That future day is when we will sing and dance together, Moretti promised, in the giant embrace of the music of Franco Battiato, also a great ball player, lover of the rhythms of the earth, and lover of the music of all the people of the world.
By the way, the pessimistic vitalist Roman filmmaker always sends the same message—in addition to recommending Sacher cake—to representatives, militants, former presidents, and old glories of supposedly progressive parties:
The wind blew, encouraging Moretti; he warned against the fascists and even threatened them with a vendetta for each of their deaths. You have to put yourself in the shoes of the partisans. In addition to suffering 20 years of Mussolini’s dictatorship, they were persecuted and destroyed in an unequal guerilla war against the armies of Nazi Germany, and that made them very angry. The exact number of those killed in the Resistance is unknown due to three consecutive amnesties, and the Nazi-fascist crimes against partisans and civilians were archived until 1994, when the documentation of the Areatine massacre graves (1944) was revealed. Most of the files have expired.
Like the Italians, the Fascists in Spain also had bad habits. Even in peacetime, see their songs facing the sun on Ferraz Street, where they threaten the peaceful purpose of attacking the PSOE headquarters. For them, the war is not over until their enemies are captured and disarmed. For those captives, the partisans had another song: The Hymn of May 1 (May Day Anthem). Also version, but not Russian but very Itaa lian: it adapts to the well-known It’s a thought from Verdi’s Nabucco. Converted since its premiere into a national symbol and unofficial anthem of Italy occupied by the Austro-Hungarian Empire, performed at the Scala in Milan, Verdi was paid in Austrian lire for his opera, although as an Italian nationalist, freethinker, and anticlerical, he criticized Garibaldi. The libretto by Temistocle Solera, son of a Carbonarian, Rojero, in the nineteenth century, is based on the Book of Kings by the prophet Jeremiah: after a war that killed 100,000 Jews, the genocidal king Nebuchadnezzar expelled the Hebrews from their land and enslaved them. they. When, sorrowful, they sat by the riversof Babylon and wept for their lost homeland, they sang the famous It’s a tThought also known as “The Slave Chorus.” A universal song against oppression, slavery, colonialism, and all the genocidal empires that are destroying the earth. Who are the slaves of Nabucco today? Surely you have in mind some massacred city right now, right now, the moment you read these lines. The mind is flying. Do you remember the crisis that started in 2008? An era of austerity policies, brutal cuts, and black men as emissaries of injustice is still alive. Another form of despotism that, like the COVID pandemic, has led to an infectious global disease that kills the most vulnerable Today’s lack of wages comes from the past. In some sectors, such as the cultural sector, pre-crisis salaries have not been reached again. So he is It’s a thought It is echoed again as an anthem against the cuts that impoverish all workers, such as those in culture. It was at the opera house in Rome, thanks to Riccardo Muti, and the whole theater was standing. Don’t miss his speech about the motherland.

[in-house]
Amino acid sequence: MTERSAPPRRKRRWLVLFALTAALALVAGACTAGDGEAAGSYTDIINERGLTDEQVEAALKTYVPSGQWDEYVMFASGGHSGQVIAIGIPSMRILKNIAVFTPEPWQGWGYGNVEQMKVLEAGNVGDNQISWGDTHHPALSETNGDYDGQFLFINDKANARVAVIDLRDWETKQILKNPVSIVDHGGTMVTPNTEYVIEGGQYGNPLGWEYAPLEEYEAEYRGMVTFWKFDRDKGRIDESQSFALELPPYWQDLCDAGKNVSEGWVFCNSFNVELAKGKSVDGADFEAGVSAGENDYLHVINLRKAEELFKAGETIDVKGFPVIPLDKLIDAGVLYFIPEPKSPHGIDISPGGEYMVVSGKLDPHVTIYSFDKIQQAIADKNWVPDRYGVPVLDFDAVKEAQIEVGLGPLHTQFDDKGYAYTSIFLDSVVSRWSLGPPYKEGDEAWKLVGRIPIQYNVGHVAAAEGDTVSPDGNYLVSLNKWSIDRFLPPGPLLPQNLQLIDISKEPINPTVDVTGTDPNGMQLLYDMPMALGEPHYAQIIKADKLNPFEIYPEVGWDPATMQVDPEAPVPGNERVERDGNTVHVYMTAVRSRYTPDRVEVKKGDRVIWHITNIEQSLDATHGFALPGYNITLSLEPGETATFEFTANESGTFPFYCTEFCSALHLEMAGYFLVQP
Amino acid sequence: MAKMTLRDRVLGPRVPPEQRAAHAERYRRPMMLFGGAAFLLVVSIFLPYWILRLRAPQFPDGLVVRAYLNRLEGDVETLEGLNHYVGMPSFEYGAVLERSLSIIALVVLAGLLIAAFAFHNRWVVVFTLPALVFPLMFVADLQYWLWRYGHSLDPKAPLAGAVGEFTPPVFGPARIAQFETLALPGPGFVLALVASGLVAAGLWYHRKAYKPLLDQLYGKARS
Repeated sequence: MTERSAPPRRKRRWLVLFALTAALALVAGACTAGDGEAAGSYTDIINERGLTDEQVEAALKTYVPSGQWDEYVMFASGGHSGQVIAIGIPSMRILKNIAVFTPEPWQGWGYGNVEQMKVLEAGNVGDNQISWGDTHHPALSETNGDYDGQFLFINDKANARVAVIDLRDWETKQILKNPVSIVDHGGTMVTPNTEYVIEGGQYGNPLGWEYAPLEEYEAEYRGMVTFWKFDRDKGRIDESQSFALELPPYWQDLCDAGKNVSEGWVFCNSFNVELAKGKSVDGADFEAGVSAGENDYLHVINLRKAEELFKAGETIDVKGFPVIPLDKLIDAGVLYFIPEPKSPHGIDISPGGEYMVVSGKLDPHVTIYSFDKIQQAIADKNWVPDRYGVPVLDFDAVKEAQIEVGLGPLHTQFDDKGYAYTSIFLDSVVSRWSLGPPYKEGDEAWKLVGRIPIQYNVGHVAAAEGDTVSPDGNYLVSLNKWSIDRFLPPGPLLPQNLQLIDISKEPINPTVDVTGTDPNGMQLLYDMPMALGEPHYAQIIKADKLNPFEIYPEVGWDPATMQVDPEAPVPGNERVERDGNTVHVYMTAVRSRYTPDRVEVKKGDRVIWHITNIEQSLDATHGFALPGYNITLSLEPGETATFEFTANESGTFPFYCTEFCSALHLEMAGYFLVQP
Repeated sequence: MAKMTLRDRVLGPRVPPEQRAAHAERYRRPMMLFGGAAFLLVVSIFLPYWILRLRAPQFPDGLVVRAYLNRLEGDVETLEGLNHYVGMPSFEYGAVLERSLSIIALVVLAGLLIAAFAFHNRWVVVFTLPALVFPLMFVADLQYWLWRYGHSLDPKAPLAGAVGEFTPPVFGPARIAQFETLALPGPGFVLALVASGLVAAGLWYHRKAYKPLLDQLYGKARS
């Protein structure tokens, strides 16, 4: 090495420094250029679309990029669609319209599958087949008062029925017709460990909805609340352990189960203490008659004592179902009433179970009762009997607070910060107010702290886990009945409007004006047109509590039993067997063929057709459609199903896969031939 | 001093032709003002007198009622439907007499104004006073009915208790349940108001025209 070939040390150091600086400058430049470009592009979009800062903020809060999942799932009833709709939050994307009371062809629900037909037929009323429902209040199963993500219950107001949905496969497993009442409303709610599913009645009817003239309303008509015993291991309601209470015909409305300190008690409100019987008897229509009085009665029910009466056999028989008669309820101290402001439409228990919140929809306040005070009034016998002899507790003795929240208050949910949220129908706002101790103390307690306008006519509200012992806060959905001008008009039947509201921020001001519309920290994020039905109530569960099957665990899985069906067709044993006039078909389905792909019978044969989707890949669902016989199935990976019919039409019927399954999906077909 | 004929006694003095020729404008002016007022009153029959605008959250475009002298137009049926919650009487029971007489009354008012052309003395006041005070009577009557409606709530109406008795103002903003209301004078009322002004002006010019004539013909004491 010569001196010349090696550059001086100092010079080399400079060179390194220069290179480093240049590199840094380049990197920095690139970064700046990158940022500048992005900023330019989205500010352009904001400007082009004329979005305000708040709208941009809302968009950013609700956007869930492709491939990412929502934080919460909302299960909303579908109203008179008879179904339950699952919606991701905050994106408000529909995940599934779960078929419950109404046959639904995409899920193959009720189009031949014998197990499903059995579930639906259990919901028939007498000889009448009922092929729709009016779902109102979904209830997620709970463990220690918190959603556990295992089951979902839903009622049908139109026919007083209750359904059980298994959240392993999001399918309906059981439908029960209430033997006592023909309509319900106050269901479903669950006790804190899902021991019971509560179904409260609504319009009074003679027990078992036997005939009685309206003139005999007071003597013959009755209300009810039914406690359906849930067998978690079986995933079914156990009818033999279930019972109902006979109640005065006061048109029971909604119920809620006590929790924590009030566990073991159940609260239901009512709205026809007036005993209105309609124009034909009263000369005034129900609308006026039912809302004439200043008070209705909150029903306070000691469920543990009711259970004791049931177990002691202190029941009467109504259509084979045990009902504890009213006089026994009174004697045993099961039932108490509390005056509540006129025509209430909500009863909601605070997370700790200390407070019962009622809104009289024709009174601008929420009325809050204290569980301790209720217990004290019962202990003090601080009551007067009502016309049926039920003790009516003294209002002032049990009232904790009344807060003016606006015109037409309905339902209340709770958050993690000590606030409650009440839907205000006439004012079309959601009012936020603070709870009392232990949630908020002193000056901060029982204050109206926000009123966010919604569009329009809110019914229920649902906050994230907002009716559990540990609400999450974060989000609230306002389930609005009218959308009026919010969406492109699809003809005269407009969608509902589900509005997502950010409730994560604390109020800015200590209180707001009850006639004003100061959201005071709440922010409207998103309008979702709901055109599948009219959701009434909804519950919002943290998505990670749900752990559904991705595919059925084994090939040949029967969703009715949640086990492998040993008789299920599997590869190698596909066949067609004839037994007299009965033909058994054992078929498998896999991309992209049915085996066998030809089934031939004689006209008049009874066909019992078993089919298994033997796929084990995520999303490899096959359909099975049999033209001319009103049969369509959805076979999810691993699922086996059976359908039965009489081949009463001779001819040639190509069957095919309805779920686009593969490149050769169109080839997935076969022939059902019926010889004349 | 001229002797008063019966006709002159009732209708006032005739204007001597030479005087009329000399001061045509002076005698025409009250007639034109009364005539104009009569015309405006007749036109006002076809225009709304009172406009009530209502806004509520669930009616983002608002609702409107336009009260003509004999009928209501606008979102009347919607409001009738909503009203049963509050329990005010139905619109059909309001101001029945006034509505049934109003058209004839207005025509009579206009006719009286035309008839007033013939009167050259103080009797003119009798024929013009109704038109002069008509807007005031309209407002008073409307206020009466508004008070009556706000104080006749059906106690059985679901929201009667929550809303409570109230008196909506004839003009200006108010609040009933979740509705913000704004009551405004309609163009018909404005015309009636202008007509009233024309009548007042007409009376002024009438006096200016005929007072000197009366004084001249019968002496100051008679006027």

A sad and beautiful cry for freedom—true freedom—accompanied by images of injustice Nebuchadnezzar continues to crush us with his hatred and cruelty; his proclamations are everywhere. The Palestinians bombed, were expelled, and took their goods into exile, like slaves in antiquity. And also with other exodus such as the Sahrawis, the Syriexodusshe migrants from half the world, and those who arrive in boats to the shores of Europe and spit them out like garbage, without rights, without justice. The day of tomorrow will go by without martial anthems, battle flags, or symbols of hatred. Let’s sing together, as Maestro Muti said; let’s dance to the music of comfort and hope, as Maestro Moretti said. With our thoughts, we accompany all the outcasts of the earth. Their future is ours; it is now, and it is in our hands to make it better than it is today.
It’s like we live in other times. That is no time for big ideas, let alone for symbols, slogans, or hymns. The emblems thrown at auctions are touched by an anti-King Midas modernity that makes everything touchable in this trash. Also, convictions, beliefs, or values, odds, and ends are broken about…